Myths About Self-Consumption in MLMs
Recently, legislation has been introduced in Congress (the Blackburn-Veasey bill, H.R. 3409) that seeks to bring clarity and consistency to activities that distinguish illegal pyramids from legitimate multi-level marketing companies (“MLMs”). A select few interest groups and certain regulators, who project a bias against MLMs, have spoken out against this legislation by relying on a false legal premise.
The false legal premise: The opponents of the legislation, often non-lawyers, invariably make the bold assertion that for decades the courts have held that the critical difference between a legitimate MLM business and a pyramid scheme is that an MLM’s revenues must come primarily from the sale of products and services to retail customers unaffiliated with the business opportunity. This assertion misrepresents the law.
The recently issued FTC Business Guidance Concerning Multi-Level Marketing[i] confirms the long-standing Koscot[ii]legal standard that a company is an illegal pyramid where “the payment by participants of money to the company in return for which they receive (1) the right to sell a product and (2) the right to receive in return for recruiting other participants into the program rewards which are unrelated to sale of the product to ultimate users.”[iii]
Critics of MLMs have argued that the italicized language means that the majority of an MLM’s revenue must come from product sales to persons who are not participants in the MLM. They call these “retail sales,” implying that a “retail sale” does not include a participant buying her vitamins from her MLM company instead of CVS. That is not what the Koscot opinion says.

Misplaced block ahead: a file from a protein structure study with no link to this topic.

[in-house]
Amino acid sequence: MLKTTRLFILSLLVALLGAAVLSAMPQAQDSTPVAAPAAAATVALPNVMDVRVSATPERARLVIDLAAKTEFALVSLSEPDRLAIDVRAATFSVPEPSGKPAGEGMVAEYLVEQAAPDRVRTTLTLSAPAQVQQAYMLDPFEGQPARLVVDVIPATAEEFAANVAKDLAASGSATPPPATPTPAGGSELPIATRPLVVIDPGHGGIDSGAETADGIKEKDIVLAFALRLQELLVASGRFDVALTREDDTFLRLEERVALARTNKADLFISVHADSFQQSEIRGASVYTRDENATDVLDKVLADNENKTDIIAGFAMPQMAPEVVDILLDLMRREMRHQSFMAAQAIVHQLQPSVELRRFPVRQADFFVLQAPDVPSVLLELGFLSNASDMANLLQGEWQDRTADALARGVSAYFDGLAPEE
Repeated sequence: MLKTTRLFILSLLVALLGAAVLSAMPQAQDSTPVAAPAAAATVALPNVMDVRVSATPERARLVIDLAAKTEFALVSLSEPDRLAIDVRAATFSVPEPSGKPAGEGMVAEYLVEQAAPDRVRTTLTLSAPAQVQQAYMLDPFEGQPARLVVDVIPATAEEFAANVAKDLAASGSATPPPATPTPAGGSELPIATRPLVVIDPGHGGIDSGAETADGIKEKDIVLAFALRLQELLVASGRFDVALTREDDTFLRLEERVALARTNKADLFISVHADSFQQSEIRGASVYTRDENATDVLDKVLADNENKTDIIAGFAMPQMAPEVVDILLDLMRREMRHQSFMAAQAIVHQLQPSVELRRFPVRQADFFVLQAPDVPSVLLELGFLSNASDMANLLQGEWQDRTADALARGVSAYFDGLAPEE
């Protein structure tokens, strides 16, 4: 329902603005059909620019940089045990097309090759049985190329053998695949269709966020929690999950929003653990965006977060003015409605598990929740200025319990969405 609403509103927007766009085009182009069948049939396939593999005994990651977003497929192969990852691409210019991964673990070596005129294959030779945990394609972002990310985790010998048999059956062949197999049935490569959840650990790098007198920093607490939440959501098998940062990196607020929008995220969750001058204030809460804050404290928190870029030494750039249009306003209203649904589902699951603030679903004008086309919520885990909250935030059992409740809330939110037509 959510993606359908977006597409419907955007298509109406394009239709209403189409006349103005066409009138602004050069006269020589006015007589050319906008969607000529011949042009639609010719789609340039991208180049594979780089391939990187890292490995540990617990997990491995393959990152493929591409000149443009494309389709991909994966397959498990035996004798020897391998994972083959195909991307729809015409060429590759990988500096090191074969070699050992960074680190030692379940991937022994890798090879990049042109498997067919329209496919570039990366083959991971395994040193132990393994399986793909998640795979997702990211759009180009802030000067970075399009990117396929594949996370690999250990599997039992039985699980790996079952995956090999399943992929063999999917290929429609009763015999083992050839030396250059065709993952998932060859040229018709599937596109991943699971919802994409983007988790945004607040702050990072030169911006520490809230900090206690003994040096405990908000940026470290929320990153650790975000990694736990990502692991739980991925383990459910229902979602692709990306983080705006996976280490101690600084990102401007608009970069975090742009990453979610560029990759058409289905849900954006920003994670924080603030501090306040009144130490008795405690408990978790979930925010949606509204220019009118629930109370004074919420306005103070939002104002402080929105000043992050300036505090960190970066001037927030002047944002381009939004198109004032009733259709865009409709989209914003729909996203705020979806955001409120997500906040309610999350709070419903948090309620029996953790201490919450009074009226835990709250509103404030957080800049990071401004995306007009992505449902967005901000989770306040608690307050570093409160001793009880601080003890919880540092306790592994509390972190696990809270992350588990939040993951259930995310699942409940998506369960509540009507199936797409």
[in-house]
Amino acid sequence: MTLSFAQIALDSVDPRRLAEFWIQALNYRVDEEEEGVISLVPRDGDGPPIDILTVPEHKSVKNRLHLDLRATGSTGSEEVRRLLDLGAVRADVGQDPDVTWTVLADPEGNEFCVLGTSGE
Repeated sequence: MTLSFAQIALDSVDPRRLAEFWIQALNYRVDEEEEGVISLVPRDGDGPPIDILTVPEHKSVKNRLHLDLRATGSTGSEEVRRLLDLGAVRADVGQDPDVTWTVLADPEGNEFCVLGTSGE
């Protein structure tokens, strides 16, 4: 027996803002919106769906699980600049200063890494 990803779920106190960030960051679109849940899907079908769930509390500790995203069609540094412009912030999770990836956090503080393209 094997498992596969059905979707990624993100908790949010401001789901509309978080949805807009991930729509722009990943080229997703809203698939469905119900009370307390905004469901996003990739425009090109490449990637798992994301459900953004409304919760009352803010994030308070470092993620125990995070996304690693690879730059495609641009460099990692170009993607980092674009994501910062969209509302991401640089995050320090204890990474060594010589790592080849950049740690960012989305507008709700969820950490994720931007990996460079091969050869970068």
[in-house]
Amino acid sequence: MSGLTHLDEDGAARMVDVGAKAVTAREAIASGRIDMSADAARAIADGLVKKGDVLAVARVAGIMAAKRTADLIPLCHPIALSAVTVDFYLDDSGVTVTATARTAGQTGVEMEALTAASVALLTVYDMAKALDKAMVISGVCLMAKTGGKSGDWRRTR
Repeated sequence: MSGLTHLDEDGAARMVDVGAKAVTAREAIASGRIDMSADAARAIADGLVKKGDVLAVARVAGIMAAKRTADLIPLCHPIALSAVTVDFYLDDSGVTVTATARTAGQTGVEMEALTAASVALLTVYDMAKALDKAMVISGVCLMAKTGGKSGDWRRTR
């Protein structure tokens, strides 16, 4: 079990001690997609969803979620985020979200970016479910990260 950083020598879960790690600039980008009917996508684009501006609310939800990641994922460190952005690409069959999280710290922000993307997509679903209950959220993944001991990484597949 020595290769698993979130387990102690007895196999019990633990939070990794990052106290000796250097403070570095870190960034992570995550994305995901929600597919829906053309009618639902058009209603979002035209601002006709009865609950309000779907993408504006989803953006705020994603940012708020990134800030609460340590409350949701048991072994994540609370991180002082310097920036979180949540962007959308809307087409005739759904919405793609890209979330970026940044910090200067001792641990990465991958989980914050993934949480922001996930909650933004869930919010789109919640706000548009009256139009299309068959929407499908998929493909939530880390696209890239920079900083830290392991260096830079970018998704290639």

Nor does the argument follow from the facts in Koscot. There, the FTC found that the company was an illegal pyramid because high recruitment fees provided the primary basis for participant compensation.[iv] The case did not turn on participants’ self-consumption of a large portion of the company’s product sales. In fact, for over its first year of operation, the company had no products for its distributors to sell or consume.[v]
Shortly after Koscot, the case law clearly debunked the notion that self-consumption is the litmus test for determining if an MLM is an illegal pyramid. After an exhaustive four-year investigation and extensive trial, the FTC ruled that Amway, the quintessential MLM, was not an illegal pyramid under the Koscot standard.[vi] In doing so, the FTC acknowledged that a large portion of Amway’s products were “consumed by the distributors themselves rather than resold.”[vii]